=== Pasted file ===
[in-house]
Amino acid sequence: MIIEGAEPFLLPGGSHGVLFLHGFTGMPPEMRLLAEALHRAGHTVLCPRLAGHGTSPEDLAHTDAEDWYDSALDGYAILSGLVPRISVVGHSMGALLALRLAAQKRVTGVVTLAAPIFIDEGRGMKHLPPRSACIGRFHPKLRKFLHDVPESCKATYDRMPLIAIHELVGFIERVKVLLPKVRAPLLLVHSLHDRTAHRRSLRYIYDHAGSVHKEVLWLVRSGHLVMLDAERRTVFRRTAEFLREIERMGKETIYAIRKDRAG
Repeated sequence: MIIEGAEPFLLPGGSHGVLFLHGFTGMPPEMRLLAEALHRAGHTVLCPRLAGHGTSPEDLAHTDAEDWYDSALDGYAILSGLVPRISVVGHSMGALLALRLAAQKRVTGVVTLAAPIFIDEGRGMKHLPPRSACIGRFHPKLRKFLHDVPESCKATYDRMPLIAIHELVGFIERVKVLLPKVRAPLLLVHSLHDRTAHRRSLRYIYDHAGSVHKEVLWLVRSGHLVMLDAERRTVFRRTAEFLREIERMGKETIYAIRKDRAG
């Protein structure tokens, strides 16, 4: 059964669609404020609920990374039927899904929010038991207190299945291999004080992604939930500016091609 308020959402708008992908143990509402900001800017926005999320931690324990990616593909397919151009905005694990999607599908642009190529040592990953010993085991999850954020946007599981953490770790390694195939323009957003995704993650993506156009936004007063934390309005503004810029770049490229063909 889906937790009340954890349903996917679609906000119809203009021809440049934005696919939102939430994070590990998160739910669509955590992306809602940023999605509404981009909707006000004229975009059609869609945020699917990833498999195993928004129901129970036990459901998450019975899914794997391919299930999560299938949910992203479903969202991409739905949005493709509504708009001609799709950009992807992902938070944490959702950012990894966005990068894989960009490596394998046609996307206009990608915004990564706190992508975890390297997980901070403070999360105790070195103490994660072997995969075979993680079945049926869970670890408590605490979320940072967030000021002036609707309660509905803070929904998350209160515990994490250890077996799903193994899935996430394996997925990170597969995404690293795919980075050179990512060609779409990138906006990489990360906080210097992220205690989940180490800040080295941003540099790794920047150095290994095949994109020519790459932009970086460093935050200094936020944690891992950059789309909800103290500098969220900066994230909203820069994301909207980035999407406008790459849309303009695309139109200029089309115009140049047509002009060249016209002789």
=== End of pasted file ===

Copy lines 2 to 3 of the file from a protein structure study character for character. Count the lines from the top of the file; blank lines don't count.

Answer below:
Amino acid sequence: MIIEGAEPFLLPGGSHGVLFLHGFTGMPPEMRLLAEALHRAGHTVLCPRLAGHGTSPEDLAHTDAEDWYDSALDGYAILSGLVPRISVVGHSMGALLALRLAAQKRVTGVVTLAAPIFIDEGRGMKHLPPRSACIGRFHPKLRKFLHDVPESCKATYDRMPLIAIHELVGFIERVKVLLPKVRAPLLLVHSLHDRTAHRRSLRYIYDHAGSVHKEVLWLVRSGHLVMLDAERRTVFRRTAEFLREIERMGKETIYAIRKDRAG
Repeated sequence: MIIEGAEPFLLPGGSHGVLFLHGFTGMPPEMRLLAEALHRAGHTVLCPRLAGHGTSPEDLAHTDAEDWYDSALDGYAILSGLVPRISVVGHSMGALLALRLAAQKRVTGVVTLAAPIFIDEGRGMKHLPPRSACIGRFHPKLRKFLHDVPESCKATYDRMPLIAIHELVGFIERVKVLLPKVRAPLLLVHSLHDRTAHRRSLRYIYDHAGSVHKEVLWLVRSGHLVMLDAERRTVFRRTAEFLREIERMGKETIYAIRKDRAG